- Mississippi Power of Attorney Laws – (Title 87, Chapter 3 (Powers and Letters of Attorney), “Uniform Durable Power of Attorney Act”) and (Title 41, Chapter 41 (Surgical or Medical Procedures; Consents), Uniform Health-Case Decisions Act)
- State Definition of Durable Power of Attorney (§ 87-3-105) – “A power of attorney by which a principal designates another his attorney in fact in writing and the writing contains the words “This power of attorney shall not be affected by subsequent disability or incapacity of the principal, or lapse of time,” or “This power of attorney shall become effective upon the disability or incapacity of the principal,” or similar words showing the intent of the principal that the authority conferred shall be exercisable notwithstanding the principal’s subsequent disability or incapacity, and, unless it states a time of termination, notwithstanding the lapse of time since the execution of the instrument.”
- State Definition of Advance Health-Care Directive (§ 41-41-203) – “means an individual instruction or a power of attorney for health care.”
- Signing Requirements
- General / Durable Power of Attorney – There are no signing requirements specified by state law. It is advisable, however, that the form is signed by the Principal before a Notary Public and two (2) witnesses.
- Advance Health-Care Directive / Medical Power of Attorney (§ 41-41-205) – The Principal must sign the POA. In addition, it must either be witnessed by at two (2) individuals, who must also make the specific declaration that is outlined by this law. Or, the signature of the Principal must be acknowledged before a Notary Public, who must certify that all of the necessary requirements have been met.
When is it Effective?
State law does not list any specific signing requirements that must be met in order for a General or Durable POA to come into effect. The definition provided by § 87-3-105, as stated above, does, however, state that a Durable POA must be in writing, of which must include a specific statement pertaining to either 1) the durable nature of the POA or 2) the fact that the POA will become effective “upon the disability or incapacity of the principal.”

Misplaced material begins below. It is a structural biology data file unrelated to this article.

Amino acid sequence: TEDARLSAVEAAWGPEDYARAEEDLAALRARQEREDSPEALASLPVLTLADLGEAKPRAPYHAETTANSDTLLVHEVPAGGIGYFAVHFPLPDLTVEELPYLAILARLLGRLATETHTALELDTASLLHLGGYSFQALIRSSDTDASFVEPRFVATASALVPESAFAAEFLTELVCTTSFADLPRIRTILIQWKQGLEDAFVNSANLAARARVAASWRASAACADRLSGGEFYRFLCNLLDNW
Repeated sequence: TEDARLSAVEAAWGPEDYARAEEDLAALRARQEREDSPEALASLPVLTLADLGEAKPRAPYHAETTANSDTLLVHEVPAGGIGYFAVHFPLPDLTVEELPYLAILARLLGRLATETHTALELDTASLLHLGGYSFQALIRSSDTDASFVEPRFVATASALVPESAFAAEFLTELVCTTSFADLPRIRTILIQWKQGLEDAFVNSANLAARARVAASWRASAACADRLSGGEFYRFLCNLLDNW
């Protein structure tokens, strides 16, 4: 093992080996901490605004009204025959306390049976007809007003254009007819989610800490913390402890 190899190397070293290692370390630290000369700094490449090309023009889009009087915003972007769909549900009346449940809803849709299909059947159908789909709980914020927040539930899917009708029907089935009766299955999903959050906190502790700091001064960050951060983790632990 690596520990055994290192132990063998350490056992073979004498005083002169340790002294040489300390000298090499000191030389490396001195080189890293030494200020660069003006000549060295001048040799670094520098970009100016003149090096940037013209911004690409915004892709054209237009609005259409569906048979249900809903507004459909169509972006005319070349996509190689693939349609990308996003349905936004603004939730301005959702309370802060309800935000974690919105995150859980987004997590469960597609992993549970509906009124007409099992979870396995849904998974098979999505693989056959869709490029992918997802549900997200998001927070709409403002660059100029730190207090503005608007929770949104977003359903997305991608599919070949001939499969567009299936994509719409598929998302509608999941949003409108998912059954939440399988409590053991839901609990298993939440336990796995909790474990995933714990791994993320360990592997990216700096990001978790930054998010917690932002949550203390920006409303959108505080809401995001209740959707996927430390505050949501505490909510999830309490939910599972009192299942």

Similar wording may be included, so long as it shows the Principal’s intent that the authority designated to the agent is “exercisable notwithstanding the principal’s subsequent disability or incapacity, and, unless it states a time of termination, notwithstanding the lapse of time since the execution of the instrument.”
For an Advance Health-Care Directive to come into effect, § 41-41-205 states that the Principal must sign the POA in front of one of two parties. Either, their signature must be acknowledged before a Notary Public, who must certify that all of the necessary requirements have been met. Or, the Principal must sign the POA before two (2) individual witnesses, each of whom witnessed “the signing of the instrument by the principal or the principal’s acknowledgement of the signature or of the instrument.” The witnesses are also required to make the specific declaration set forth by this law.